For its digital revenue, the Times has bet heavily on a mainly ad-driven business model. Both print and Web content are mostly free, though users have to register, which helps the Times maximize advertising revenue by pinpointing demographic characteristics of its readers. Only about 2 percent to 3 percent of the material in the paper or the online edition—most notably the columnists—is “behind the wall” and requires an annual premium subscription of $49.95, unless you already subscribe to the print edition. The strategy, according to Times Company executives, is that a content-rich Web environment will entice more readers to bond with the Times online and spend a lot of time with it, thus making the paper a very attractive advertising buy. The Times Company last year earned about $273 million in digital income, out of total revenues of around $3.3 billion. Of that, about two-thirds came from the Times itself. Only about $10 million of that Web revenue is from premium content, the rest is ad income.

In 2006, the Times had a down year, taking a one-time $814.4 million charge for the reduced asset value of its New England media group, principally The Boston Globe . Even without that charge, the Times Company’s operating profit was about 8.9 percent, or less than half the industry average. Responding to a reporter’s question at the Davos meeting about the survival of local newspapers, Arthur Sulzberger, Jr. recently observed that the Times is not a local paper but a national one based in New York. E-mails of the comment rocketed around the Globe newsroom, a local Times property where people are still smarting from buyouts, layoffs, and foreign bureau closures.

The more highly diversified Dow Jones Company, meanwhile, enjoyed increased earnings last year. Its Wall Street Journal uses a business model that gives far greater emphasis than the Times to paid Internet content. Dow Jones executives believe their material is so specialized and valuable to its affluent, Web-savvy readers that the potential audience is in the millions. A great deal of Web effort goes into online updates to provide investors with breaking business news, according to Web managing editor Bill Grueskin. At the end of 2006, the Journal reported about 811,000 premium online-only subscribers who paid $99 a year each. An undisclosed number of print subscribers paid $49 for the additional Web content. With its paid-subscription model, the Journal has far less Web traffic than the Times, despite its larger print circulation. But the Journal can charge more to advertisers for its premium audience, according to Grueskin. The Journal projects 2007 growth in online revenue of 20 percent, somewhat below the industry average. Some in the industry think the Journal is mistaken in its strategy of forgoing more Web visitors in exchange for premium subscription income. On the other hand, as Grueskin puts it, “The marginal cost of servicing an additional Web subscriber is basically free.” The Journal, in its recent shift to a smaller page size, has taken a gamble that it will maximize its unique franchise by redoubling its print and Web commitment to business and financial news. In a letter to readers posted on the Journal’s Web site, explaining the Journal’s new, smaller page format (which reduced the news hole by about 10 percent), publisher L. Gordon Crovitz promised, “We’ll deliver more value-added analysis of financial data,” as well as expanded personal material. What Crovitz didn’t emphasize was the sharp cutback in the Journal’s traditionally superb political reporting and analysis of social trends.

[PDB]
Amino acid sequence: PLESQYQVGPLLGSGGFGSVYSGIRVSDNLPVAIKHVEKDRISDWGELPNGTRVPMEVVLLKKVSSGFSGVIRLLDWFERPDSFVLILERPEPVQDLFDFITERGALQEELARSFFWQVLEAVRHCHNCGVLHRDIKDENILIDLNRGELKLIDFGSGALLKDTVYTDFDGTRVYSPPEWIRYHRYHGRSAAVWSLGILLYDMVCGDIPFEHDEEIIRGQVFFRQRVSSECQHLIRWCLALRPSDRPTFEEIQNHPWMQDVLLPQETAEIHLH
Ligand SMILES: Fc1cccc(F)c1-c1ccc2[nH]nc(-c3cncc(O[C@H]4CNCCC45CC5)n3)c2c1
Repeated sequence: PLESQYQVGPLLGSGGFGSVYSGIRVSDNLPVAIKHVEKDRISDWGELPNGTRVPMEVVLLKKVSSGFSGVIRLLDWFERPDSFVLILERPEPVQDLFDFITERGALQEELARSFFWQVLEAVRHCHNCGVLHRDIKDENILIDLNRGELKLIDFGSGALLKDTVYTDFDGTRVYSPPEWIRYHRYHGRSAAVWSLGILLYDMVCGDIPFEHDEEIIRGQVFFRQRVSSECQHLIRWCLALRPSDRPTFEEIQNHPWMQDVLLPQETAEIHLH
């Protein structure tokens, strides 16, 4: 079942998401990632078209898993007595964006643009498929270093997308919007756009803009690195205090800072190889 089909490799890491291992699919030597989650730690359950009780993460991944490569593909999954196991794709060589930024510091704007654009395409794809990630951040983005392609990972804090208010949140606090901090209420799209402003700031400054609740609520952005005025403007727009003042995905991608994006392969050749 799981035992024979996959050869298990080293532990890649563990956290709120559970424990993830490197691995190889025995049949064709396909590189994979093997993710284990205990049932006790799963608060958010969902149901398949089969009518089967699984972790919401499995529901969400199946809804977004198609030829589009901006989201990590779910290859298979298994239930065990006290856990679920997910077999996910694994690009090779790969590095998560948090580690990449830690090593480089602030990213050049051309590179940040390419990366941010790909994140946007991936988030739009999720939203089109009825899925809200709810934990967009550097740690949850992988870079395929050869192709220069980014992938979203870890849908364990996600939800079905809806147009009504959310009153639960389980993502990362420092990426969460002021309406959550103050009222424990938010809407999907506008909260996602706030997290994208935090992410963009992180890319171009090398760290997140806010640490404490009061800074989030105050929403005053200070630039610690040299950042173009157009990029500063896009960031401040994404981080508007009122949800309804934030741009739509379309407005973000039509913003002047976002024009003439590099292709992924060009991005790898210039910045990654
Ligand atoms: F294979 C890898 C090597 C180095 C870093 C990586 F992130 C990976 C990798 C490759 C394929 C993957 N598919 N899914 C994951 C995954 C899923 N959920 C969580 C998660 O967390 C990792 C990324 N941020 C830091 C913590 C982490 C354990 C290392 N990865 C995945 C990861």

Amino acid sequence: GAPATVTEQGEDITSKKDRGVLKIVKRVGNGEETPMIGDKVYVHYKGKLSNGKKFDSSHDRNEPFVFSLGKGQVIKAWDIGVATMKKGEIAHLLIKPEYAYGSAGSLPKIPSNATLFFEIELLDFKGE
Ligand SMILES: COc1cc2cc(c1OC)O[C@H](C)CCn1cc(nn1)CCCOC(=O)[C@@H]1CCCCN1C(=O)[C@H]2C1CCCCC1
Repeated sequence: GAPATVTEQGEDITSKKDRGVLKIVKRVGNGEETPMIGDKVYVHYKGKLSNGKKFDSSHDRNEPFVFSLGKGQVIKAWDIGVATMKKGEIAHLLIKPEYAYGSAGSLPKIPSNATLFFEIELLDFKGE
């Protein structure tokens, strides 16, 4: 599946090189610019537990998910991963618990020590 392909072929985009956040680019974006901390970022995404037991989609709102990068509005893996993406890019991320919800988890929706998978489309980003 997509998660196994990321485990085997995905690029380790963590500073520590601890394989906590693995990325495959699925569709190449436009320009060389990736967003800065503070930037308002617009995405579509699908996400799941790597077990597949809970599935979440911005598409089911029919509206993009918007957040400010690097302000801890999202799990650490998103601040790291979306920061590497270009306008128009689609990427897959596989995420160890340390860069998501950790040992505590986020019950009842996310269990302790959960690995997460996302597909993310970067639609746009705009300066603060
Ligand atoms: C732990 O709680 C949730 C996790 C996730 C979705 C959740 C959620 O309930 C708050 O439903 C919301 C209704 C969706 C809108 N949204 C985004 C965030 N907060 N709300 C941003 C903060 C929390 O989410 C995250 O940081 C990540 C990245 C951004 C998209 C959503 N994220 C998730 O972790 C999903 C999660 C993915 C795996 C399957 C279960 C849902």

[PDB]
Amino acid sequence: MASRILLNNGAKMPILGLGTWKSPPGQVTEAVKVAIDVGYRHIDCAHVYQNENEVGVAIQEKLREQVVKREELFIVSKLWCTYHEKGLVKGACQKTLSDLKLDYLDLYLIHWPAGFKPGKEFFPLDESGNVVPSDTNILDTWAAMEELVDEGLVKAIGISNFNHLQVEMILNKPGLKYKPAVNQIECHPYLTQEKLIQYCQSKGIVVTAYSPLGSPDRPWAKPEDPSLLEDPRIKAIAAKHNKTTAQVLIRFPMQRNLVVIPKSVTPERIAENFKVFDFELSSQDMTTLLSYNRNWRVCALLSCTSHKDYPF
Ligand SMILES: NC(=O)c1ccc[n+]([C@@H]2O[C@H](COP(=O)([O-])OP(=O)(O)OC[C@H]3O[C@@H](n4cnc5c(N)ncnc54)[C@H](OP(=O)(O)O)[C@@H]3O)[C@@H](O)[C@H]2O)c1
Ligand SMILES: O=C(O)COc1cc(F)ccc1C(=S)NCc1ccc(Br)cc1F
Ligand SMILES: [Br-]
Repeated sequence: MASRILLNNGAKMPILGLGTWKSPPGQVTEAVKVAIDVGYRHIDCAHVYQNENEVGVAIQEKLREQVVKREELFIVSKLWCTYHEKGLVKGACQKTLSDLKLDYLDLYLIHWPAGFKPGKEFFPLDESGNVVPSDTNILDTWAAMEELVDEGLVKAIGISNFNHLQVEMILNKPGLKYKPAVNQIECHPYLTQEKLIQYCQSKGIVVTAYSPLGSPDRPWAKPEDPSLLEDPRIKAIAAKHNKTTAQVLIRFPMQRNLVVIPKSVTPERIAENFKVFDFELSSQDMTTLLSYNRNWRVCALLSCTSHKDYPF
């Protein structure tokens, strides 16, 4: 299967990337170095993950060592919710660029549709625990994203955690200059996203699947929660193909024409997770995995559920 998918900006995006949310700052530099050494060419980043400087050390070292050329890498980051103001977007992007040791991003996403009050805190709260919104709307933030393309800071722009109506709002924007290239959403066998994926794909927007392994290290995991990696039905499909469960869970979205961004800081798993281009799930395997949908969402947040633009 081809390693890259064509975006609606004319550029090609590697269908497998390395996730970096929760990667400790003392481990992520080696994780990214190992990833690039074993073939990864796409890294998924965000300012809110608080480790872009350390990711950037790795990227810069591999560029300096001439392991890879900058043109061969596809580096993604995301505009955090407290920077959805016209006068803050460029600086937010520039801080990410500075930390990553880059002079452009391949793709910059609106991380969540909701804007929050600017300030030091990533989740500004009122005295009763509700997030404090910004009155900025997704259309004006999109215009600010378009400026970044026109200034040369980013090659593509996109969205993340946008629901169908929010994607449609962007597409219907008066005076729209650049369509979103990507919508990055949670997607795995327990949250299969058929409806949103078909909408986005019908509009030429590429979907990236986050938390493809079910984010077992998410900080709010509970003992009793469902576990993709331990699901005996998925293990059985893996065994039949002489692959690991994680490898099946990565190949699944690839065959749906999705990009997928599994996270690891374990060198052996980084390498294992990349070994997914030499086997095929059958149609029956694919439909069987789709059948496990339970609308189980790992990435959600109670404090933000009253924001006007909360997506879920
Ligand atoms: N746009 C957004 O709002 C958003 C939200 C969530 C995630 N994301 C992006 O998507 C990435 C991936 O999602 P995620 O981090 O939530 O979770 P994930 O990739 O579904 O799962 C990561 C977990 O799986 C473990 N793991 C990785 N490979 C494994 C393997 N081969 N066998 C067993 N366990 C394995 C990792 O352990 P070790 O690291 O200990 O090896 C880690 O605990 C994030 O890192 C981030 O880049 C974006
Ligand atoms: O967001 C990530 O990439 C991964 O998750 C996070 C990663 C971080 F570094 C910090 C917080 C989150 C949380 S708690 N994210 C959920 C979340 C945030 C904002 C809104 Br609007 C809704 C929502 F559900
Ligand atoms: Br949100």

The Times, Post, and Journal, already well on their way to becoming print-digital hybrids, will surely navigate this transition. At the other end of the spectrum, small-town and suburban weeklies, community tabloids, and papers targeted to ethnic groups are much better defended against Internet incursions. Readership of print weeklies continues to grow, using a model that is part paid and part “controlled,” meaning free to readers but guaranteed to advertisers, thus aping the free content of the Internet. Free community papers clearly have momentum; subscription and single-copy income is down, but ad income, and overall income, is up. The advertising base of local weeklies was never as reliant on large national advertisers, and their intensely local franchise is retaining both a readership and local advertising bond that the Web is challenging at a far slower rate than it assaults regional dailies.

Robert Kuttner is co-editor of The American Prospect.